"Punishment increases that stress and anxiety to the point that the behavior only gets worse," Luescher says.
But, Campbell asserts, that doesn't mean that discipline has no role in training a pet. It has to be done right, and quite often pet owners wait too long. When you come home from work and find that the pooch pooped on your prized Oriental carpet early in the day, that's not the time to whack him.
"It does absolutely no good to punish them when you come home two hours later," she says, because the pet won't have a clue as to what's wrong. No matter how smart we think our pets are, they just don't think the same way we do.
University of Florida psychology professor Clive Wynne, who has studied how animals think, believes dogs so desperately want to be a member of the pack they will do anything to stay with their owner, even if mistreated. Thus they are very good at reading human cues, even about how we are feeling on any particular day, and that, in turn, can affect their behavior.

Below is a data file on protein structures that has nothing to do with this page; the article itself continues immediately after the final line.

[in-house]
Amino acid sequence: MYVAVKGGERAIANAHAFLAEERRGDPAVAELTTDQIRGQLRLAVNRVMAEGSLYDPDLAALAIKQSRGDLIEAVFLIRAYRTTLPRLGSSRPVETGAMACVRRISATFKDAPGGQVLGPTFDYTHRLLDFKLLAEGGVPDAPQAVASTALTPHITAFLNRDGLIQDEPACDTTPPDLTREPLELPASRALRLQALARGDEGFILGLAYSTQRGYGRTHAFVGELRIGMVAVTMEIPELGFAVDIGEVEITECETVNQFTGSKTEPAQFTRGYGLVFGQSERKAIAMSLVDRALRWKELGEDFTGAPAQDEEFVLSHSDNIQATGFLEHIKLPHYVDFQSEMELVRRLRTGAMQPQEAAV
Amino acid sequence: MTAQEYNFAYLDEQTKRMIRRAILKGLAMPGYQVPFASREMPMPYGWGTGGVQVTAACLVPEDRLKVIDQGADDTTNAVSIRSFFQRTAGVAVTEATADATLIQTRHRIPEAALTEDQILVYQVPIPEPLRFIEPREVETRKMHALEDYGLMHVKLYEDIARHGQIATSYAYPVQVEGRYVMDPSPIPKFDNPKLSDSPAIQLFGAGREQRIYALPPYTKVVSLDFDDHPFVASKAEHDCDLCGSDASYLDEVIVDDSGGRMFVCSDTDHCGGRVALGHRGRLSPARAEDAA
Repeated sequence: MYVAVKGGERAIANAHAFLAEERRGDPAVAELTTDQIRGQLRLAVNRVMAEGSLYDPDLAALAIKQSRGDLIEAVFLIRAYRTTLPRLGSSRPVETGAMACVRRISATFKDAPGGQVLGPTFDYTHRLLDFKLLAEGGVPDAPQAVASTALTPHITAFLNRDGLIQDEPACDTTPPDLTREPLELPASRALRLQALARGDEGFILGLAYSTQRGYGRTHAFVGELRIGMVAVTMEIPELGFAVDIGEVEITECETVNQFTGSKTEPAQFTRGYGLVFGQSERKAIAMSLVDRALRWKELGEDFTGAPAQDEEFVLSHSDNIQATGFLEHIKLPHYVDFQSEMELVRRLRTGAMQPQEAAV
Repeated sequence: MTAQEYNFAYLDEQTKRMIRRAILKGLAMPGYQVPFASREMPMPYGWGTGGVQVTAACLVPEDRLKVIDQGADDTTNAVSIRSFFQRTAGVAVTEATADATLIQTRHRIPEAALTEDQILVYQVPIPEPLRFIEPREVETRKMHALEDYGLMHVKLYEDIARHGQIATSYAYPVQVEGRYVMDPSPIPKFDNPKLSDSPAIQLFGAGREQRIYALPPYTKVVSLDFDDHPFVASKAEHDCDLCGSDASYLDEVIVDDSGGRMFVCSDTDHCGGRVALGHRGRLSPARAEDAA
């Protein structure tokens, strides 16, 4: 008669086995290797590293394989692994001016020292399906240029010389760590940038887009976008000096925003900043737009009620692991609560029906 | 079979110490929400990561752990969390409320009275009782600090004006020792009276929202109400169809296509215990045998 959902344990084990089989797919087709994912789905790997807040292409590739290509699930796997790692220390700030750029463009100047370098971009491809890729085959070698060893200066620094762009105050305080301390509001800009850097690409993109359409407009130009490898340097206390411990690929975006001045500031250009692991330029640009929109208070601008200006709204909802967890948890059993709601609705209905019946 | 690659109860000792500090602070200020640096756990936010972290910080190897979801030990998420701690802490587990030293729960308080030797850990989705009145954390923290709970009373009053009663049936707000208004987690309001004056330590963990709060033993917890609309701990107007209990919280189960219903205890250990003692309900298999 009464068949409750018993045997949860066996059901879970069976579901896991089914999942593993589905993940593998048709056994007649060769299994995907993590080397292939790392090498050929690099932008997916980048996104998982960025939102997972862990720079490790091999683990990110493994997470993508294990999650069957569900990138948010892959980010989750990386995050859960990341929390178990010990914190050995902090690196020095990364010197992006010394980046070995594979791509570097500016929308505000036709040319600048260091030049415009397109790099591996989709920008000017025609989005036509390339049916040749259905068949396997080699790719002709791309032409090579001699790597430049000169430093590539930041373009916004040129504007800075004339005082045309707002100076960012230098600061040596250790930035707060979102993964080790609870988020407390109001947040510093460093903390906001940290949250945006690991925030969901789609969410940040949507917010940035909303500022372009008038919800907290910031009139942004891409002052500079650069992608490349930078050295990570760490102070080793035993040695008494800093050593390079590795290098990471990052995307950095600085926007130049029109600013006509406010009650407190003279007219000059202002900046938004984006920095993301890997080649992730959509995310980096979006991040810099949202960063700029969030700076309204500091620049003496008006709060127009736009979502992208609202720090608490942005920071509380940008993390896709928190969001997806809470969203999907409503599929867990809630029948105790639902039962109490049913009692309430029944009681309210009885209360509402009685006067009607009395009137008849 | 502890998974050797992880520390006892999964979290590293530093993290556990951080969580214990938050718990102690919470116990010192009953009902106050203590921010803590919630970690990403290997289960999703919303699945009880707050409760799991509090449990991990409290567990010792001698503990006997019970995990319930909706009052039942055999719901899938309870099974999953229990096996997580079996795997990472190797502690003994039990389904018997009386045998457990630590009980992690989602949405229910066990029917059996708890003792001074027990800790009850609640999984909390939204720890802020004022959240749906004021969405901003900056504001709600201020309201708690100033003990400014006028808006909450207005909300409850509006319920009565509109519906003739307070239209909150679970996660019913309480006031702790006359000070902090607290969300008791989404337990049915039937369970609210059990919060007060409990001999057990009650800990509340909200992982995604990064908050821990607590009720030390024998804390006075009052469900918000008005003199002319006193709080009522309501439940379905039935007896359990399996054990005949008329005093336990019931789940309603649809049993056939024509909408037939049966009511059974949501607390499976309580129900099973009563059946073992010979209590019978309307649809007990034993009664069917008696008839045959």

Cats, on the other hand, love their independence and are less likely to realize you've had a lousy day.
Incidentally, Campbell believes pets tend to respond more to rewards than to discipline, just like kids, but some kinds of discipline seem to work better than others. A harsh word might get the job done. But if that doesn't work, the next time the pooch steps out of line, act like a pack leader.
After all, dogs have been conditioned for thousands of years to be pack animals, and if you're the only other animal in the house, you're the pack leader.
"If you grab a dog by its muzzle and hold its mouth closed, that is pretty effective in telling it to stop whatever it is doing," Campbell says. I tried that on my border collie and it worked quite well. But I don't think I would try it on a cat.
Lee Dye’s column appears weekly on ABCNEWS.com. A former science writer for the Los Angeles Times, he now lives in Juneau, Alaska.